Drilling for the first proximal screw

Position the plate firmly by hand and plan the position of the first proximal screw near the fracture.

Drill a 2.5 mm hole through both fibular cortices at the planned screw site.


Screw insertion

After measuring the length of the drill hole through the plate, tap with the 3.5 mm cortical tap and protection sleeve and then insert the corresponding cortex screw.

The screw should just penetrate the opposite cortex but not come into contact with the tibia.


First distal screw

Next insert a screw into the first distal plate hole.

All malleolar screws are aimed towards the articular surface of the lateral malleolus. Ensure that their tips do not protrude into the joint by drilling very cautiously once the lateral fibular cortex is pierced. Alternatively, the drill can be angled slightly posteriorly, but this still requires great caution in advancing the drill. Measure the depth to the subchondral bone and select a 3.5 mm cortex screw approximately 2 mm shorter. Tap threads only into the near fibular cortex and then insert the screw.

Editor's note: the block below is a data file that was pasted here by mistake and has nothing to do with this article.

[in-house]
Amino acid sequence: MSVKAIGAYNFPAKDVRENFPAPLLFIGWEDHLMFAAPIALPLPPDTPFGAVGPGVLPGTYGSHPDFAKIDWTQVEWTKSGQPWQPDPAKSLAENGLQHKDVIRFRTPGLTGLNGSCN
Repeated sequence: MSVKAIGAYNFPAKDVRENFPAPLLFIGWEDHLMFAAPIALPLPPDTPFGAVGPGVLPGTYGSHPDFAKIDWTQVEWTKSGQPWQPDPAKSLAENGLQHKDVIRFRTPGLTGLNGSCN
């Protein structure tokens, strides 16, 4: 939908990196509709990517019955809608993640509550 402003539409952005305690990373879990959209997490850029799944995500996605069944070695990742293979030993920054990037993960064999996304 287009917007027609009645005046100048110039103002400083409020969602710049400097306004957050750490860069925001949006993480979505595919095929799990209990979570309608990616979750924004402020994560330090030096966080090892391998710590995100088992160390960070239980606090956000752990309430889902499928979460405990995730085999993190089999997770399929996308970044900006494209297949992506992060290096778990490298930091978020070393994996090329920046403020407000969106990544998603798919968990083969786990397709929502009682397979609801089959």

Above the level of the ankle joint, the screws should obtain a good hold in both cortices.


Insert remaining screws

Insert the remaining proximal screws as described above.

Insert the remaining distal screws slightly obliquely from distal to proximal. Again, choose the screws 2 mm shorter than measured and tap the threads only in the near cortical bone.



  1. In osteopenic bone, fully threaded cancellous screws should be used in the malleolus.
  2. In some transsyndesmotic fractures, the fibular fracture line is more distal and can conflict with the third hole from the distal end of the plate. When this is the case, that hole has to be left empty and only the lower 2 plate holes can be used for the lateral malleolar screws.


Gently tighten all screws.

The final fixation should be checked with image intensifier or x-rays before closing.